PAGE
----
In a subject on dispute resolution and negotiation techniques the lecturer nvited a second hand car salesman along to a lecture. Prior to arriving he circulated details of a car for sale. Students were able to negotiate with him during the lecture, applying techniques of negotiation we'd been taught in class. It was like learning but on a game show and in the end a student walked away with a car for a really good price!

The most engaged learning experiences I have had at uni have been those outside of the classroom. I know this isn't what you're asking for, but I urge you not to underestimate the worth and value of the extracurricular experiences offered through the USU. Being involved in projects like revues and society major shows, gaining society executive experience, learning how to organise people and manage logistical challenges - these are all experiences which there is no opportunity to offer during my formal studies as an arts student, but which my education is vastly the richer for having.

It is a little disingenuous to add the caveat "in different disciplines": this implies that skills and experiences are not transferable or applicable between fields. I contend that what makes university engaging for me is trans-disciplinary study, between English, History (both majors) and International Relations. Aside from some obvious conceptual inter-fertilisation between the three, they are unified in their reliance on research, analysis and exposition. With my passion for writing, research essays thus provide the best opportunity for tailoring the course to my own interests whilst pursuing that elusive goal of excellent articulation - in three different styles moreover. It is this element of personal application/investment and active learning that makes for an engaging-cum-satisfying experience, for a meaningful sense of achievement and for a well-rounded understanding of the three most important Arts fields of enquiry.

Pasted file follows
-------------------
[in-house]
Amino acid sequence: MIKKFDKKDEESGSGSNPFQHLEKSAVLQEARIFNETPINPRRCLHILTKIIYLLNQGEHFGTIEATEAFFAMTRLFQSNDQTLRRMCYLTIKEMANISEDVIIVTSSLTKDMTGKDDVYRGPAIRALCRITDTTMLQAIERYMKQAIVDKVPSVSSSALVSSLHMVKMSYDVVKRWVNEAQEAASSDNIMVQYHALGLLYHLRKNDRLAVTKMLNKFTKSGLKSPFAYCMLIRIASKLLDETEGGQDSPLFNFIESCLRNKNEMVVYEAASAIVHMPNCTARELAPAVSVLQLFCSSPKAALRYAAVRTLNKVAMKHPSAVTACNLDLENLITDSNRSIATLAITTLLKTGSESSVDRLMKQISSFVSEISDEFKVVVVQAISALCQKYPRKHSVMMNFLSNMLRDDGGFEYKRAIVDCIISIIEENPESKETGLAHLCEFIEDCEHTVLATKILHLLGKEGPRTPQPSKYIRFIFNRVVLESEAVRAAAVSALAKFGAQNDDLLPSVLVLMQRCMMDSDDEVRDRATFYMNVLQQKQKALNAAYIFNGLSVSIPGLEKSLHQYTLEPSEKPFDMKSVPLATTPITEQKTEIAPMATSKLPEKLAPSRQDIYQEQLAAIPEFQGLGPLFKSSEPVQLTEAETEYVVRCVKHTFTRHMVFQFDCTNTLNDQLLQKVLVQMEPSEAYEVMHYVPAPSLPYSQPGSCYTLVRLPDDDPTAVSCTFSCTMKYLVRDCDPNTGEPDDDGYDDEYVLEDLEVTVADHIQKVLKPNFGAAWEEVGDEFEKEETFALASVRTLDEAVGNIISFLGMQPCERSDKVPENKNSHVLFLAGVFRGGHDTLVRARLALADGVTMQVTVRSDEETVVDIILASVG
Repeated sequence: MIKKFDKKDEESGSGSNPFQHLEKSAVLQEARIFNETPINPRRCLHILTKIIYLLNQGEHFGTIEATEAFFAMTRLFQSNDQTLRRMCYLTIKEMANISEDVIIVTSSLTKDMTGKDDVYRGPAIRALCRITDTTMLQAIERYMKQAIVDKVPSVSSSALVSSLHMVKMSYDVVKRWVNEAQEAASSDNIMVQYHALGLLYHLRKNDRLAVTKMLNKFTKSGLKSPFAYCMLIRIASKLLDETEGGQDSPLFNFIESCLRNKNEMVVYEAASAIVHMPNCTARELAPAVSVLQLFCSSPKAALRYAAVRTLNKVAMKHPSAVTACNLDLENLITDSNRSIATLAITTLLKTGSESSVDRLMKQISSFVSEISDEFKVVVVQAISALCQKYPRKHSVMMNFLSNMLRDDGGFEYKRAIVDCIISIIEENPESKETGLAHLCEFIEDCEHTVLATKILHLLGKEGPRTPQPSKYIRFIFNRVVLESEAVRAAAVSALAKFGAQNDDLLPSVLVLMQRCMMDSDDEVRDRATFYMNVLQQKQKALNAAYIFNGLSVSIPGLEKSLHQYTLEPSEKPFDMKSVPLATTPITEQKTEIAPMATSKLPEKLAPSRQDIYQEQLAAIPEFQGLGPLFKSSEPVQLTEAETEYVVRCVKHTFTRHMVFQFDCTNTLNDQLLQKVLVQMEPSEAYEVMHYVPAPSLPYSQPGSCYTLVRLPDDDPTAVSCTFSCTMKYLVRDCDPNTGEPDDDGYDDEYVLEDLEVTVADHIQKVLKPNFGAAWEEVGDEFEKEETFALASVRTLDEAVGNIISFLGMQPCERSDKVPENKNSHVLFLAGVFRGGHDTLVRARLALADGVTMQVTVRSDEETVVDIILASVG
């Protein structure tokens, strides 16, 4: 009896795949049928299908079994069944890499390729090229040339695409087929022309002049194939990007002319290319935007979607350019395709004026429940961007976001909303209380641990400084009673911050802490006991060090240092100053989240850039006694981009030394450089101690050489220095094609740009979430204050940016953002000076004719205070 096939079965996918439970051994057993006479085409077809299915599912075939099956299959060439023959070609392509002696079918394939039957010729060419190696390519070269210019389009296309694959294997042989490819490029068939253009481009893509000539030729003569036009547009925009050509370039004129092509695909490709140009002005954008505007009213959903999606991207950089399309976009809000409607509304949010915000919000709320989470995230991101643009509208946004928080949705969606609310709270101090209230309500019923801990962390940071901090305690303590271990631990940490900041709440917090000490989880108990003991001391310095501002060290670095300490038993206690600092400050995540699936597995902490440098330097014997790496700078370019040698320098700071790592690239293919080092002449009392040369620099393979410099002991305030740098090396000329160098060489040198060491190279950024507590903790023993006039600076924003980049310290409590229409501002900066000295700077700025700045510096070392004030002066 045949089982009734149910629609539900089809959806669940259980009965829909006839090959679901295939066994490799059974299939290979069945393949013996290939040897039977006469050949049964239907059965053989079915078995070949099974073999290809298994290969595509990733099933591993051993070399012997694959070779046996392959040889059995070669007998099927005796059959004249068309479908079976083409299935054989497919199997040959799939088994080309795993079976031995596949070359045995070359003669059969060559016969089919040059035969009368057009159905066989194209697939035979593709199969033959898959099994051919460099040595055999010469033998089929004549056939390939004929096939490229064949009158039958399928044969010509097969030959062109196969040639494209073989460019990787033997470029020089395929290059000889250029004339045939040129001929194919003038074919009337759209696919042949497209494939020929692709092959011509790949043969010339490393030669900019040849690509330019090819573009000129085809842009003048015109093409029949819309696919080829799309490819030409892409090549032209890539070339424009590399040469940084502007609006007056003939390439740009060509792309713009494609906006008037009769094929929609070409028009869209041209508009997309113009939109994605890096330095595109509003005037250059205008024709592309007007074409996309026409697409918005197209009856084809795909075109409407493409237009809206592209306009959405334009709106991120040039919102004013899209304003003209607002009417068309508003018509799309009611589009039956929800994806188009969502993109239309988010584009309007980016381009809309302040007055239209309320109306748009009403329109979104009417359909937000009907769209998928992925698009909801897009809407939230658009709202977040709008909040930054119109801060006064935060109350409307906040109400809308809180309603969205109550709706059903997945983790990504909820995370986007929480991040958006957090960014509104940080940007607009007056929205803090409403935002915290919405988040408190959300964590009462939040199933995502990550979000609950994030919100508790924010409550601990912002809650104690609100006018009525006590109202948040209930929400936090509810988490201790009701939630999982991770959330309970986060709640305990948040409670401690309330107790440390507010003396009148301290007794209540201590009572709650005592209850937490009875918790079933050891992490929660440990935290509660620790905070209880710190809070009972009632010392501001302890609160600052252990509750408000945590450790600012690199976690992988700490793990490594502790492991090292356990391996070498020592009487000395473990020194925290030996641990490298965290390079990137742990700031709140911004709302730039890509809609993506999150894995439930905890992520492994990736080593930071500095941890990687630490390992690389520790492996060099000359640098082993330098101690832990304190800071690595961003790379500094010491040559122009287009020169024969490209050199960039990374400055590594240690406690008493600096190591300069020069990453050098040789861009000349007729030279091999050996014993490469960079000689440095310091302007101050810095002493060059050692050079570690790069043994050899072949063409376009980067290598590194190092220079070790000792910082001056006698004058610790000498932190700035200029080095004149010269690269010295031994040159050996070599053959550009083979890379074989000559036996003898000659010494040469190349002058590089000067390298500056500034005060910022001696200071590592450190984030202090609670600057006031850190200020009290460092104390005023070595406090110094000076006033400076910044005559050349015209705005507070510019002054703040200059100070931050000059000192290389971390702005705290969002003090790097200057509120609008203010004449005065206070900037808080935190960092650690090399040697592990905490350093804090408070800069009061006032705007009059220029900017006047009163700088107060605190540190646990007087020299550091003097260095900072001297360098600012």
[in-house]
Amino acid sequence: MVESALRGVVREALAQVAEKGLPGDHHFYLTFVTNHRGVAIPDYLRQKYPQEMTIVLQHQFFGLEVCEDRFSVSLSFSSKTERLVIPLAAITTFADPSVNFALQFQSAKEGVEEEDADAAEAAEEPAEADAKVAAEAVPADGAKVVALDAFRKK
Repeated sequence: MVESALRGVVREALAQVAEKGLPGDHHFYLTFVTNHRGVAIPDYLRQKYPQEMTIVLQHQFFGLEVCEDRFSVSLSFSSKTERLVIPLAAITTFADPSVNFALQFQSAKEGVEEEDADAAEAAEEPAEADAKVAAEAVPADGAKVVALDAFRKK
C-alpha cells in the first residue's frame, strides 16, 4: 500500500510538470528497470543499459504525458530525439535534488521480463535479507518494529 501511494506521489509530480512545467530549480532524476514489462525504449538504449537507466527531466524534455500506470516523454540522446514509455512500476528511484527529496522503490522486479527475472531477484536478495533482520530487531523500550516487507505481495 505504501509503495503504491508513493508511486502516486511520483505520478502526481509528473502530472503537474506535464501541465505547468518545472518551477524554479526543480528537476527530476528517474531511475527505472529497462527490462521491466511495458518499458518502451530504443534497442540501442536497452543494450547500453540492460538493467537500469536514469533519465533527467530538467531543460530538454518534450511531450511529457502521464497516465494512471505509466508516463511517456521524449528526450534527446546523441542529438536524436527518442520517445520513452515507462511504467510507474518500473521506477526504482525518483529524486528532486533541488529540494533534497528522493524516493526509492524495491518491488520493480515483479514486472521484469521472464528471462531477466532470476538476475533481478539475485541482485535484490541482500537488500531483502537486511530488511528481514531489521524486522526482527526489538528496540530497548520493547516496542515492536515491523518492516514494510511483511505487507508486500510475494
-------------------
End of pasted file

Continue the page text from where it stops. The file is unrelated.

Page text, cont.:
...really talking to our patients! We put so much effort into technical excellency and clinical knowledge that we can lose sight of the individual we are treating, their unique problems, and their often very illuminating opinions. If you ask questions and show a genuine interest in their answers, the responses you receive can be surprising. Truly listening to our patients can open up a side of our profession that cannot be prepared for in the classroom, and if we learn from these experiences we can use them to adapt our training and have a greater impact on oral health.

Engaged enquiry in the architectural discipline is a physical interaction with, and understanding of, the materiality and techniques of production of the built environment. This comes about most viscerally in the Wilkinson Building’s workshops; we observe and take part in the mechanisms and fabrication of building systems. Feeling the grain of the wood and understanding why it is strong, rigorously testing methods of forming concrete modules and seeing our designs come into being in the laser cutting and 3D printing process. Our questions are answered by failure and success, bringing theory into the realm of reality.